Chapter one opened with the children’s arrival at the Professor’s and closed with Lucy’s arrival in Narnia. Chapter two will have a similar symmetry. It opens with Lucy’s meeting with Mr. Tumnus and will conclude with her saying good-bye to him and returning through the wardrobe.
After Mr. Tumnus picks up the parcels which he has dropped, his first concern is to know if, in fact, Lucy is a “Daughter of Eve” (11). At the end of the chapter, Lewis will return to this point when we are told that the White Witch has been on the lookout for Sons of Adam and Daughters of Eve (20). At that same time we also learn that four thrones wait at Cair Paravel and when they are filled, something will happen with the creatures the Witch has turned into statues, but it is not until chapter eight that readers learn precisely what the prophecy is (82).
Mr. Tumnus tells Lucy that he has never met a Son of Adam or a Daughter of Eve before and that he is “delighted” (11). He stutters over what to say next, and Lewis tells us that the faun “stopped as if it had been going to say something it had not intended but had remembered in time” (12). What is Mr. Tumnus Faltering about here? Readers have no clue and may even miss Lewis’ hint of what is to come. We will learn at the end of the chapter that Mr. Tumnus is in the employ of the White Witch and is supposed to hand over any humans he happens to encounter.
Next the faun introduces himself as Tumnus. While he will be the only faun readers will meet in TLWW, In Prince Caspian Lewis will briefly mention nine others by name. By giving them Latin sounding names such as Tumnus here, and later Mentius, Obentinus, Dumnus and so on, Lewis clearly intended to evoke the fauns’ connection to Roman Mythology. Paul Ford notes that the origin of Mr. Tumnus’ name “is not clear, although it is a Latin diminutive of some sort” and may be from tumulus, meaning ‘hill,’ as Tumnus lives in a hilly country”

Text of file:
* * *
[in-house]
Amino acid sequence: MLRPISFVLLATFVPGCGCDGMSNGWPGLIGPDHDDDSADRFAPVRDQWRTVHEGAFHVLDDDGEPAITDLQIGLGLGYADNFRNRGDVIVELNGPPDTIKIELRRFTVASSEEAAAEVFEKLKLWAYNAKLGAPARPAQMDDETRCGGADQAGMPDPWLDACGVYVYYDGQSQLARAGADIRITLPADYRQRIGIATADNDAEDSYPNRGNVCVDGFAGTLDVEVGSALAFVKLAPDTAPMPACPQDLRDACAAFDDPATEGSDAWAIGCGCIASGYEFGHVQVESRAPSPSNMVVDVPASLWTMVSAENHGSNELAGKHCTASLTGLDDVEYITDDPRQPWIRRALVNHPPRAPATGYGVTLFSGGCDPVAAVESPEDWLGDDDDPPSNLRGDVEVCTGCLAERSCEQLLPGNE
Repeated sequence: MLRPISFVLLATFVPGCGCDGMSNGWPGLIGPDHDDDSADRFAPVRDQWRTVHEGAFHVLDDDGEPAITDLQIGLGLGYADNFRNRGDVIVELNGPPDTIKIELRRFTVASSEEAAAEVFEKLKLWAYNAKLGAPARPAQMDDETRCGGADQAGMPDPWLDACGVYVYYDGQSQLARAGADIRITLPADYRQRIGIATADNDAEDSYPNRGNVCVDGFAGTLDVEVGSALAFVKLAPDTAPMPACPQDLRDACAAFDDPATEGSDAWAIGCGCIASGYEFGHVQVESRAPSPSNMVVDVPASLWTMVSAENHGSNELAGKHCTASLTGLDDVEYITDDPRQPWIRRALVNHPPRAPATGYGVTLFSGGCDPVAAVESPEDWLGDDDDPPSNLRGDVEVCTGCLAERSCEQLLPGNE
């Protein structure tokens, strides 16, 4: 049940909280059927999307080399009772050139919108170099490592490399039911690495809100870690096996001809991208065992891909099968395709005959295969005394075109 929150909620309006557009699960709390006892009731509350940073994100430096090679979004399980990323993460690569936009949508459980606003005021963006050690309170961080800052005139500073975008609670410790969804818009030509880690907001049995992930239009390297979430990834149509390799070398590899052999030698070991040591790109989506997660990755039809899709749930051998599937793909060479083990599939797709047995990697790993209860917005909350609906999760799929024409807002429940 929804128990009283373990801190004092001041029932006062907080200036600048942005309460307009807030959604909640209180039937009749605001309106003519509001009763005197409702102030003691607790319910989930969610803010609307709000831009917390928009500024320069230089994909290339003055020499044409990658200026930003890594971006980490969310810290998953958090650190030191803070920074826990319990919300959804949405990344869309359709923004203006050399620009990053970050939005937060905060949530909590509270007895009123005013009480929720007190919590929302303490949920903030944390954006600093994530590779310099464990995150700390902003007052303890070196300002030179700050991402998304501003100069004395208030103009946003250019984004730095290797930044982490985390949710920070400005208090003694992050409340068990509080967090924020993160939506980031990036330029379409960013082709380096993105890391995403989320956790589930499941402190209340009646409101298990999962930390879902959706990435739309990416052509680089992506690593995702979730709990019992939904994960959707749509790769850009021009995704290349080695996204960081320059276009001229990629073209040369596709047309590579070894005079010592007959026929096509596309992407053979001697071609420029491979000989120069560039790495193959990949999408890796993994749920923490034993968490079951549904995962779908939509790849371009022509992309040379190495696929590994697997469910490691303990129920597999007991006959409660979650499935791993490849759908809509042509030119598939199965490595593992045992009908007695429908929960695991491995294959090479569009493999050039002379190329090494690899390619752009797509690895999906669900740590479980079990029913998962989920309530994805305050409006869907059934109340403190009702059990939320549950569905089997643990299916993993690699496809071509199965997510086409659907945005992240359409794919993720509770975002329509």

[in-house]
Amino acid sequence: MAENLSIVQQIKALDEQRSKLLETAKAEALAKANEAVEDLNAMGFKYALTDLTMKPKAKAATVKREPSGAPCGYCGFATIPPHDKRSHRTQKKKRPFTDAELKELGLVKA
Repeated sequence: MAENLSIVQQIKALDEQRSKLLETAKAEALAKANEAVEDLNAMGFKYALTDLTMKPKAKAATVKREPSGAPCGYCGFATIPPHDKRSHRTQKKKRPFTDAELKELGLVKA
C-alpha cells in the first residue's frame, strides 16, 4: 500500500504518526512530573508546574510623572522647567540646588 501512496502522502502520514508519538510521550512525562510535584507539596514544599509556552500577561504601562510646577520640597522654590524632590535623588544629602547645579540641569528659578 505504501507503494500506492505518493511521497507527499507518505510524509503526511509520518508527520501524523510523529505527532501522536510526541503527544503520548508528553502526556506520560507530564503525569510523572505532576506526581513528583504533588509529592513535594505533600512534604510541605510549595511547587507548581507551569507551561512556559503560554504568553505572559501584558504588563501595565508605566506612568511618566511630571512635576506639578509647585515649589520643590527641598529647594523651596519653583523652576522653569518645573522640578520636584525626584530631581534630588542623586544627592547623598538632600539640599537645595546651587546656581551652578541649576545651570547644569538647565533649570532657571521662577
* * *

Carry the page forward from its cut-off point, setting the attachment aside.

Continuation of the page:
Mr. Tumnus asks how Lucy Cam into Narnia, and this is the first time readers hear the name of the imaginary Land (12). How Lewis came up with the name is unclear. While several references to a historical city with the name Narnia exist, whether Lewis intended to refrence them remains unclear. Some say he “simply liked the name.” At the same time, Lewis had majored in the classics and ancient history at Oxford and he, quite possibly, came across “at least seven references to the Roman Narnia in Latin literature.”
Several Critics have suggested a comparison between Mr. Tumnus and the White Rabbit from Alice’s Adventures in Wonderland. Like Mr. Tumnus, the White Rabbit—who wears a waist coat and has a pocket watch—is a wild creature who has been transformed into a civilized one and thus also demonstrates a blending of two worlds. When Alice speaks to him, the rabbit is startled and, like Mr. Tumnus, drops what he has been carrying, white gloves and a fan. Like Narnia, Alice’s Wonderland is bigger on the inside than it seemed on the outside and is entered through a tunnel like or holelike opening. After Lucy and Alice enter their imaginary lands, both encounter hostile queens.